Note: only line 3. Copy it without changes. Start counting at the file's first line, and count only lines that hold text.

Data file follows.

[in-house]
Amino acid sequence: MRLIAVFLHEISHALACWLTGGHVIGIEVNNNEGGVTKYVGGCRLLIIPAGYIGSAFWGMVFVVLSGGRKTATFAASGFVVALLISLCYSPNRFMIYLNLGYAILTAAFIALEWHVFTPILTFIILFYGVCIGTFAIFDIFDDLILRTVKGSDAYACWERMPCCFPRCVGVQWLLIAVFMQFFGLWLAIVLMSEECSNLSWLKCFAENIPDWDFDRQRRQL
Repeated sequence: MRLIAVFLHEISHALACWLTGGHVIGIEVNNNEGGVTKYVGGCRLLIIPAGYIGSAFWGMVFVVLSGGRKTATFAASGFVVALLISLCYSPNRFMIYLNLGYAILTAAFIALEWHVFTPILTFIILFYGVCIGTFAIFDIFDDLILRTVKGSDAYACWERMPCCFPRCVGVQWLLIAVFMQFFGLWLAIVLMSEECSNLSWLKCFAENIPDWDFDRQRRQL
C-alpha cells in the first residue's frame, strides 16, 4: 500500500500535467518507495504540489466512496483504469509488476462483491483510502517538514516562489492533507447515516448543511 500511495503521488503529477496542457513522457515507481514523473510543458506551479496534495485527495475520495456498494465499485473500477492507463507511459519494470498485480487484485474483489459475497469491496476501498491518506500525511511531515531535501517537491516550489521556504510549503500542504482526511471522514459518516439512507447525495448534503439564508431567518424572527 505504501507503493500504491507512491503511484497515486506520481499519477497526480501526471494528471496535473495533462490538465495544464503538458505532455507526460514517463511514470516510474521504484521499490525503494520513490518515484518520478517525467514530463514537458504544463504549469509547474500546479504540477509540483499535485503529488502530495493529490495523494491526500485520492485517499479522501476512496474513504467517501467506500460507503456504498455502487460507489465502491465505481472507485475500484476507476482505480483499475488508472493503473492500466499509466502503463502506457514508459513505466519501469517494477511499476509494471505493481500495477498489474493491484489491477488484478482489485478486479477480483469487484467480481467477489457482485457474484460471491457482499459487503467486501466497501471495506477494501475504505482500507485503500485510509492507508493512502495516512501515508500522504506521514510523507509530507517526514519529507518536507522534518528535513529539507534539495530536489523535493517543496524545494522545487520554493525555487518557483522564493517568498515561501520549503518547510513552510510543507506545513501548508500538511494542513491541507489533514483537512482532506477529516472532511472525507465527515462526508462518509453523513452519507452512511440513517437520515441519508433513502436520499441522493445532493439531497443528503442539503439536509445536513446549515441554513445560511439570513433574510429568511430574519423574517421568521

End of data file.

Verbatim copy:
Repeated sequence: MRLIAVFLHEISHALACWLTGGHVIGIEVNNNEGGVTKYVGGCRLLIIPAGYIGSAFWGMVFVVLSGGRKTATFAASGFVVALLISLCYSPNRFMIYLNLGYAILTAAFIALEWHVFTPILTFIILFYGVCIGTFAIFDIFDDLILRTVKGSDAYACWERMPCCFPRCVGVQWLLIAVFMQFFGLWLAIVLMSEECSNLSWLKCFAENIPDWDFDRQRRQL